Australia has grown in the past 20
Australia now has a thriving contemporary jewellery
community. Many of these jewellers have embraced modern materials and
techniques, as well as incorporating traditional workmanship.
More expansive use of metal to adorn the wearer, where the piece is
larger and more elaborate than what would normally be considered
jewellery, has come to be referred to by designers and fashion writers
Freemasons attach jewels to their detachable collars when in Lodge to
signify a Brothers Office held with the Lodge. For example, the square
represents the Master of the Lodge and the dove represents the Deacon.
Masonic collar jewels
A Padaung girl in Northern Thailand.
Jewellery used in body modification can be simple and plain or
dramatic and extreme. The use of simple silver studs, rings, and
earrings predominates. Common jewellery pieces such as, earrings are a
form of body modification, as they are accommodated by creating a
small hole in the ear.
Padaung women in
Myanmar place large golden rings around their necks.
From as early as five years old, girls are introduced to their first
neck ring. Over the years, more rings are added. In addition to the
twenty-plus pounds of rings on her neck, a woman will also wear just
as many rings on her calves. At their extent, some necks modified like
this can reach 10–15 in (25–38 cm) long. The practice
has health impacts and has in recent years declined from cultural norm
to tourist curiosity. Tribes related to the Paduang, as well as
other cultures throughout the world, use jewellery to stretch their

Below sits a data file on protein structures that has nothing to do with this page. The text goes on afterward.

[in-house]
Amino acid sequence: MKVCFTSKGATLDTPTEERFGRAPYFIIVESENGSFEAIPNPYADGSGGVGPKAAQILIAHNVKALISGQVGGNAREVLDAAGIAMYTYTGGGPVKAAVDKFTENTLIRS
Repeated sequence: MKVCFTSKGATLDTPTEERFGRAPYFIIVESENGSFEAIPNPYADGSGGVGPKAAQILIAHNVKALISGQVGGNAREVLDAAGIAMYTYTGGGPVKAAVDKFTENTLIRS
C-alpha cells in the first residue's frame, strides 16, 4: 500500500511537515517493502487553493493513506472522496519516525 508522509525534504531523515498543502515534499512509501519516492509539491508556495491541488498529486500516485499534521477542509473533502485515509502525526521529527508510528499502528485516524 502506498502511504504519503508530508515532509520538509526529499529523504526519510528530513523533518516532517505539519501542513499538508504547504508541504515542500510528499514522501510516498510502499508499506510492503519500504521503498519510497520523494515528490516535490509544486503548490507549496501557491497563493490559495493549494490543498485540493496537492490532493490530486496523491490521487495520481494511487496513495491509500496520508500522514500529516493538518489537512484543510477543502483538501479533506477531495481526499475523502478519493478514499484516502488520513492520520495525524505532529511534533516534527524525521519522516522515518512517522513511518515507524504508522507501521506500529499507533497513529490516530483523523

earlobes or enlarge ear piercings. In the Americas, labrets have been
worn since before first contact by
First Nations peoples of
the northwest coast. Lip plates are worn by the African Mursi and
Sara people, as well as some South American peoples.
In the late twentieth century, the influence of modern primitivism led
to many of these practices being incorporated into western
subcultures. Many of these practices rely on a combination of body
modification and decorative objects, thus keeping the distinction
between these two types of decoration blurred.
In many cultures, jewellery is used as a temporary body modifier; in
some cases, with hooks or other objects being placed into the
recipient's skin. Although this procedure is often carried out by
tribal or semi-tribal groups, often acting under a trance during
religious ceremonies, this practice has seeped into western culture.
Many extreme-jewellery shops now cater to people wanting large hooks
or spikes set into their skin. Most often, these hooks are used in
conjunction with pulleys to hoist the recipient into the air. This
practice is said to give an erotic feeling to the person and some
couples have even performed their marriage ceremony whilst being
suspended by hooks.
According to a 2007 KPMG study, the largest jewellery market is
the United States with a market share of 30.8%, Japan, India, China,
Middle East each with 8–9%, and Italy with 5%. The authors
of the study predict a dramatic change in market shares by 2015, where
the market share of the United States will have dropped to around 25%,
India will increase theirs to over 13%. The Middle East
will remain more or less constant at 9%, whereas Europe's and Japan's
marketshare will be halved and become less than 4% for Japan, and less
than 3% for the biggest individual European countries, Italy and the
Gemology and Jewelry portal
List of jewellery types
Live insect jewelry
Bronze and brass ornamental work
List of topics characterized as pseudoscience (healing jewelry)
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emergence of Homo sapiens. First of all, there were symbolic items,
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Wikisource has original works on the topic: Jewellery
The dictionary definition of jewellery at Wiktionary